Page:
Feb 25, 2013, 4:30 PM EDT
Significant additions and subtractions: Fredy Montero and Jeff Parke are gone. That’s the club’s best all-around attacker and defender. They have great depth, but those are huge blows to the top of Seattle’s depth charts.
Add in the likely departure of Christian Tiffert and Seattle’s lost a key player at each level of the field. The German Designated Player is not in camp and looks on his way out.
They’re the casualties of an offseason that’s required general manager Adrian Hanauer to do some significant salary cap manipulation. It’s also why the losses haven’t been offset by big arrivals. Djimi Traore should be valuable in defense while Shalrie Joseph’s addition looks more like cap games than significant addition.
Strengths: The midfield. Osvaldo Alonso, the league’s best midfielder, is complemented by the “all the little things” value of Brad Evans. Mauro Rosales is an elite playmaker when healthy, while a returning Steve Zakuani could make up 60 percent of Montero’s goals. Mario Martínez is also ready to step in, and there’s still a chance we’ll see all five players in the same lineup. Rosales can always be pushed up to play with Johnson.
Goal prevention may continue to be a strength despite the loss of Parke. The keys were always Gspurning, Alonso, and Sigi Schmid’s tactics, all of which remain in Seattle.
Pressure points: Eddie Johnson scored 15 goals. Montero had 13. After that, Seattle’s scoring charts drop all the way down to five. Zakuani and David Estrada could pick up the slack, but if they don’t, Seattle’s in big trouble, especially when Johnson’s away on national team duty.
And despite goal prevention being a possible strength, you have to wonder about the back line. They lost Parke, Adam Johansson can be exploited, and Leo Gonzalez can be had for pace on the left. Jhon Kennedy Hurtado is no longer an MLS-elite center back. Will opposing teams figure out a way to exploit this?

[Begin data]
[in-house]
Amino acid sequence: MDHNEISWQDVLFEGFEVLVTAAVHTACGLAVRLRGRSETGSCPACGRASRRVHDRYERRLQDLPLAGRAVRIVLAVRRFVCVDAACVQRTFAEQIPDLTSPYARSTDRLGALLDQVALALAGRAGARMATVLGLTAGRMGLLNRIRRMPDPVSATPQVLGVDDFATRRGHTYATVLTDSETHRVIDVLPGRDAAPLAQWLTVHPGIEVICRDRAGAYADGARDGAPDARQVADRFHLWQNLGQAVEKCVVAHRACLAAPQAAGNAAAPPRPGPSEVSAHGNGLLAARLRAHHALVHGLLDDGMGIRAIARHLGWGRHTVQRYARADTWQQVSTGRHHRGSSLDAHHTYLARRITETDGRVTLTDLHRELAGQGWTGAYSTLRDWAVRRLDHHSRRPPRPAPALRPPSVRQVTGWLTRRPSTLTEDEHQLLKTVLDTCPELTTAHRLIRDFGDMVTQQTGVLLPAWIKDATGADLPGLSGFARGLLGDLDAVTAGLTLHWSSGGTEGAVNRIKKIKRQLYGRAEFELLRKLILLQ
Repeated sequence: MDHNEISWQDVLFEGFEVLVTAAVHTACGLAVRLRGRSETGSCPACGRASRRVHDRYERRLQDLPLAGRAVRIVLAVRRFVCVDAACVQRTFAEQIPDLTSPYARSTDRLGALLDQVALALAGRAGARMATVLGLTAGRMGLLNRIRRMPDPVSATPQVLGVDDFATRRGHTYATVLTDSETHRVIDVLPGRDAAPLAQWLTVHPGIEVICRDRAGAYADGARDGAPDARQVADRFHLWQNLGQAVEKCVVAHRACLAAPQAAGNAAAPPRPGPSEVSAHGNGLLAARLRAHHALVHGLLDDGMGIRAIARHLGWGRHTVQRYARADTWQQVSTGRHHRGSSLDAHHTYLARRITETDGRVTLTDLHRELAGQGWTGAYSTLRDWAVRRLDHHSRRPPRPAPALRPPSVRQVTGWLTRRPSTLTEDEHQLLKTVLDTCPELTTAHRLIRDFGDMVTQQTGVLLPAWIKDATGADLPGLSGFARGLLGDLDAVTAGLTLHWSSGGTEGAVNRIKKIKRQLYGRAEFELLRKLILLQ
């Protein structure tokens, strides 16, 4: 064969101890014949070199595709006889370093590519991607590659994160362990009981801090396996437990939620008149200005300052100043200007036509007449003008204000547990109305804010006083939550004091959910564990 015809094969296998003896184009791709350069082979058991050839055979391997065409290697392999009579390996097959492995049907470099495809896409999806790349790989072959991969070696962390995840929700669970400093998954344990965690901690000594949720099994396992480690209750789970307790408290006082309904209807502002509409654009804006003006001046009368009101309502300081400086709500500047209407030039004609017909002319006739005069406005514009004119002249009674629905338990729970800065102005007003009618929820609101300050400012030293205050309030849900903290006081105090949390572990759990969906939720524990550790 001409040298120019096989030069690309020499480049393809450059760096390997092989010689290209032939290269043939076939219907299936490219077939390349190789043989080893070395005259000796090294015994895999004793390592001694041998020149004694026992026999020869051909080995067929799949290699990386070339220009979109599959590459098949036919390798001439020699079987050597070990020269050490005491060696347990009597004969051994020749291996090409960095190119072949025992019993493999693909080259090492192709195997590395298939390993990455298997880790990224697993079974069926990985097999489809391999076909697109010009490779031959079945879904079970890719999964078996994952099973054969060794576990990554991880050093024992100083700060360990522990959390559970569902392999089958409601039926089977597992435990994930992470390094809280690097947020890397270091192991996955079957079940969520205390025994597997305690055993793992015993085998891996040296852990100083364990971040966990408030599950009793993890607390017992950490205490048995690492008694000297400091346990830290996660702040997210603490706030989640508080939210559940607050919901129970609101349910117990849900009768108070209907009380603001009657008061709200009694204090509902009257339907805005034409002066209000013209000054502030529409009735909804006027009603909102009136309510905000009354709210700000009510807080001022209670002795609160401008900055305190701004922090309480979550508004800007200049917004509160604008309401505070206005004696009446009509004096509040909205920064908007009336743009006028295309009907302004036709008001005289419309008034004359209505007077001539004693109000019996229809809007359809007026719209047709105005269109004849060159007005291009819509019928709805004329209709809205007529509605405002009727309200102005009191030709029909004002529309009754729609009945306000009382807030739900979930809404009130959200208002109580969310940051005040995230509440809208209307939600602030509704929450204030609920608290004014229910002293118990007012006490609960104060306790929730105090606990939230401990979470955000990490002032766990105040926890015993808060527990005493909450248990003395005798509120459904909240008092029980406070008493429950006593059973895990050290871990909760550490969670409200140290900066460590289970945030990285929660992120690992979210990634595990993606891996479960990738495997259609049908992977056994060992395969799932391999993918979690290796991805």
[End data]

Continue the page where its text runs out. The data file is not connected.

In MLS, every team has to accept some weaknesses. Seattle will continue to wager they can paper over theirs.
Johnson has the talent, but he’s also going to be pulled in two directions by the international calendar. If he only plays, say, 24 games this year (instead of last year’s 31), can Seattle replace his contributions?
A scenario: Johnson regresses a little. Maybe he tires, gets hurt, or the league adjusts. Maybe all of the above. And let’s say Estrada and Zakuani can’t replace Montero’s scoring and Johnson’s regression. None of these assumptions are outrageous.
When things go bad, these are the scenarios that transpire. And right now, there’s a scenario where this team just isn’t that good.
Potential breakout player: People forget how good Zakuani was. That’s understandable. It’s been almost two years, but Zakuani was the most dangerous wide man in the league. If he can hit the 10-goal mark he touched in 2010, Seattle’s biggest problem is solved.
Bottom line: There are a lot of questions, but Seattle doesn’t need answers now . They just need them in time to compete in November.
They’ll find them. With this team’s track record and the talent they carry over, they’ll find a way to protect the defense and augment Johnson.
The bigger moves may come this summer, when Seattle may have one (or two) open Designated Player spots. Fans complain the club hasn’t been aggressively using their financial might, but if Schmid can stabilize in spring, Hanauer can be ambitious in summer.
Come November, this team will again be a contender to come out of the West.
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